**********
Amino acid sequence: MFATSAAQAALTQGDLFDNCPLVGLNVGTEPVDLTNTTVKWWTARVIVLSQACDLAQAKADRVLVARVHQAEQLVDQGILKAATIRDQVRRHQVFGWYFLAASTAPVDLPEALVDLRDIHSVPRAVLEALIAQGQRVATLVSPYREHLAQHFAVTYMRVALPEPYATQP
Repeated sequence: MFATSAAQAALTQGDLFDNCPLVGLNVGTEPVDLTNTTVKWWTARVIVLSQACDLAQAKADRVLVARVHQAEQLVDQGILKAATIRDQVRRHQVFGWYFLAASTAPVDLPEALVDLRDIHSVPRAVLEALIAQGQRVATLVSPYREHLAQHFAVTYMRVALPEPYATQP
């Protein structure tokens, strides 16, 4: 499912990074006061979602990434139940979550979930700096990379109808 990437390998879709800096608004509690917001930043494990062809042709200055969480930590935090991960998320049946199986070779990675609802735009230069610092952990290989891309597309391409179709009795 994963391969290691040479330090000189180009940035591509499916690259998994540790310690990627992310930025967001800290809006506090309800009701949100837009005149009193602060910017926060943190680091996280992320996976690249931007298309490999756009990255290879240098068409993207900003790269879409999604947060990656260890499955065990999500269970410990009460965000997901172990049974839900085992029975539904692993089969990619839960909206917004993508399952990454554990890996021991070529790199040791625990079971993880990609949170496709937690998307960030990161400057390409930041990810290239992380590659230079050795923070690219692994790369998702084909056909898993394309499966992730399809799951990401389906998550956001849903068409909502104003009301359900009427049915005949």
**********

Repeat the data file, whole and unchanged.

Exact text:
Amino acid sequence: MFATSAAQAALTQGDLFDNCPLVGLNVGTEPVDLTNTTVKWWTARVIVLSQACDLAQAKADRVLVARVHQAEQLVDQGILKAATIRDQVRRHQVFGWYFLAASTAPVDLPEALVDLRDIHSVPRAVLEALIAQGQRVATLVSPYREHLAQHFAVTYMRVALPEPYATQP
Repeated sequence: MFATSAAQAALTQGDLFDNCPLVGLNVGTEPVDLTNTTVKWWTARVIVLSQACDLAQAKADRVLVARVHQAEQLVDQGILKAATIRDQVRRHQVFGWYFLAASTAPVDLPEALVDLRDIHSVPRAVLEALIAQGQRVATLVSPYREHLAQHFAVTYMRVALPEPYATQP
């Protein structure tokens, strides 16, 4: 499912990074006061979602990434139940979550979930700096990379109808 990437390998879709800096608004509690917001930043494990062809042709200055969480930590935090991960998320049946199986070779990675609802735009230069610092952990290989891309597309391409179709009795 994963391969290691040479330090000189180009940035591509499916690259998994540790310690990627992310930025967001800290809006506090309800009701949100837009005149009193602060910017926060943190680091996280992320996976690249931007298309490999756009990255290879240098068409993207900003790269879409999604947060990656260890499955065990999500269970410990009460965000997901172990049974839900085992029975539904692993089969990619839960909206917004993508399952990454554990890996021991070529790199040791625990079971993880990609949170496709937690998307960030990161400057390409930041990810290239992380590659230079050795923070690219692994790369998702084909056909898993394309499966992730399809799951990401389906998550956001849903068409909502104003009301359900009427049915005949």